The left ventricle is an organized hollow muscle that contracts, squeezing in on itself like closing a fist on a balloon, and it drives the blood round the body. Every pulse beat felt at the wrist represents a contraction of the left ventricle.
Imagine trying to squeeze the balloon by opening and closing your fist so rapidly no real pressure is exerted – not much would come out of the balloon – that’s the equivalent of ventricular tachycardia when the muscle fibres of the left ventricle contract so rapidly there is no time for the chamber either to fill or to empty. Then twitch your fingers on the surface of the balloon, no pressure, just twitch, and even less comes out, that’s the equivalent of fibrillation.
Ventricular tachycardia, an excessively rapid heart beat, occurs when the heart muscle has been insulted in some way, most commonly by a coronary vessel blockage, but possibly by an electric shock or numerous other less common possibilities. The heart’s contraction is grossly inefficient, and soon excessively rapid coordinated contraction is followed by rapid uncoordinated twitching – ventricular fibrillation. The former is known in the profession as V tach (pronounced veetak), the latter as V fib (pronounced veefib). Not long after that there are a few twitches seen on the cardiogram, signalling death – agonal rhythm, and then flat line, no electrical activity at all, and the patient’s heart has stopped.
What the defibrillator can do is defibrillate. Totally logical, yet not understood. When the paramedic is told by the machine, “No shock,” the machine’s software has interpreted the cardiogram as showing no evidence of V tac or V fib, probably there is asystole, the technical term for what they call on the TV shows, “flat line.” If the paramedics (or bystander who might be you) gets to the patient during the time of V tach or V fib, a shock will be recommended by the activated machine. What that shock might do is stop the heart altogether, which on the face of it is a bit frightening, but the expectation is the heart will then start again, spontaneously and with a normal rhythm. But if the heart has stopped altogether, “flat lined,” the AED will most definitely not start it again, and just in case you think if it worked for Frankenstein, why not me? the machine won’t let you. “No shock” means it won’t fire no matter how hard you press that button.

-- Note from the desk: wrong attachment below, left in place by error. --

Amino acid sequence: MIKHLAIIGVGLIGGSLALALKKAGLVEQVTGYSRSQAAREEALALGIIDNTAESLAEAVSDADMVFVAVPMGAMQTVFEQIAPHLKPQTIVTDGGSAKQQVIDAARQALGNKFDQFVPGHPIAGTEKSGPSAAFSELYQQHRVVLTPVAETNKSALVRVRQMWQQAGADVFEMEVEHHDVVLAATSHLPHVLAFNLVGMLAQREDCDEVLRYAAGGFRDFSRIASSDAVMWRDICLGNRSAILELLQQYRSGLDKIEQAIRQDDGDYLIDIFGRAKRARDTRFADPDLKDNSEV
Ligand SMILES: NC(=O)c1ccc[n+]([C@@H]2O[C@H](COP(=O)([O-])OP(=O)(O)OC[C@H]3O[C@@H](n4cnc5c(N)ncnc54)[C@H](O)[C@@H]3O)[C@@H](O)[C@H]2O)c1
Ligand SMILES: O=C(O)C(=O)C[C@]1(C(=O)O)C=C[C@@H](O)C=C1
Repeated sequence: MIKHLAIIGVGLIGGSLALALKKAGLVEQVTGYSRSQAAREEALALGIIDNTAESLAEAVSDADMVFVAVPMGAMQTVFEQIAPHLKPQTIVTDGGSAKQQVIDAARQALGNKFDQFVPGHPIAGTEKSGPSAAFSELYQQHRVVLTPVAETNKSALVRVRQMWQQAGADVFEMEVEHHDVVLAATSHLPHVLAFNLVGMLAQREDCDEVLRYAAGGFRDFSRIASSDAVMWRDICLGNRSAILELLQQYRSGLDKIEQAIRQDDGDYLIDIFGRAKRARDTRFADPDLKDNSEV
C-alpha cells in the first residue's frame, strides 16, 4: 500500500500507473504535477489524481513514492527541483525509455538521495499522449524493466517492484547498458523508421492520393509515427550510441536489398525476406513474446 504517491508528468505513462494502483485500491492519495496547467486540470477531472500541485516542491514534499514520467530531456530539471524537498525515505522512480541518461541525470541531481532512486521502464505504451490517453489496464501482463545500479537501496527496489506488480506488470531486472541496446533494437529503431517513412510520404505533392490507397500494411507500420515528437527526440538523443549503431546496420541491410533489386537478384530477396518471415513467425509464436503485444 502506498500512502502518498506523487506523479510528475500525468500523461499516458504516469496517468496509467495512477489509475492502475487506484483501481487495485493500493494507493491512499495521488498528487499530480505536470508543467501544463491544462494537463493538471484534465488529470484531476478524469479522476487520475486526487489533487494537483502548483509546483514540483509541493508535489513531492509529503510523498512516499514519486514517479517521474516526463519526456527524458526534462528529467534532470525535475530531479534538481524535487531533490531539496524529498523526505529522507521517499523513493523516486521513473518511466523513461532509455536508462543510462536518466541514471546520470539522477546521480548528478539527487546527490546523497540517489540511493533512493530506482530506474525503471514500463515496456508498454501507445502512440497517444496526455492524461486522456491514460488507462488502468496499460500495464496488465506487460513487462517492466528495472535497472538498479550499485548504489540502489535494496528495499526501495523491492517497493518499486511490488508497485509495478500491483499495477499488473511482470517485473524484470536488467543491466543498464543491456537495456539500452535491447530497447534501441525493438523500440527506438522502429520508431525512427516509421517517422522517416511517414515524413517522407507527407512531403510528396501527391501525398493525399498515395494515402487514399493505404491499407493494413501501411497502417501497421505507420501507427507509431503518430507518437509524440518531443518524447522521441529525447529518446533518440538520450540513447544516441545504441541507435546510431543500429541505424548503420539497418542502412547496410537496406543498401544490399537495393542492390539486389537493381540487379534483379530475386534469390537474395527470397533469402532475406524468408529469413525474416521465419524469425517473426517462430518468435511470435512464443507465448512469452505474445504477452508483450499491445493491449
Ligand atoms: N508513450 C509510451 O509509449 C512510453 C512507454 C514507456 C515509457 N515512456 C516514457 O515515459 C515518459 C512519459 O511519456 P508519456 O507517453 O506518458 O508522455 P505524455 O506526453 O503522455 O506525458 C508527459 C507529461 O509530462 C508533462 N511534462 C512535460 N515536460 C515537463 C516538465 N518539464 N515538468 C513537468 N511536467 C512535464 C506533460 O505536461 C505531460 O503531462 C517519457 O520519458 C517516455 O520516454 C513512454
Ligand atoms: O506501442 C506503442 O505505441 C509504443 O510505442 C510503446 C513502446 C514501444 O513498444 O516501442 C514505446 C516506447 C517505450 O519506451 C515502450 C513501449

Principle and practice are simple. An electric contact pad is placed on the front of the chest, another on the left side, exact placement is not critical, but contact is. If the person has an inch thick fur on his chest, contact will be inadequate.
Directions for use are written on most machines, or at least will accompany them. After the machine is switched on, and the pads are in place, the software will read the cardiogram the machine produces, and will instruct whether to “Shock” or “No shock,” according to whether there is or is not a state of Vtach or Vfib.
From the operator’s point of view, there must be no other person in contact with the subject to be shocked, and apart from the responsibility of doing the shocking, the operator has the further responsibility of ensuring the subject is “clear” of contacts.
Most countries have what are known as Good Samaritan laws, and provided the operator of the AED is not using it in some consciously malicious manner, there is minimal likelihood of legal repercussion. On the other hand, failing to assist a person in need might bring criticism if not legal action.
AEDs are proprietary, but in general, apart from the machine which consists of a battery operated electrical generator with cables and pads, there are shears to cut clothing and razor to shave excessive hair. A gel may be provided to improve contact between the pad and the skin.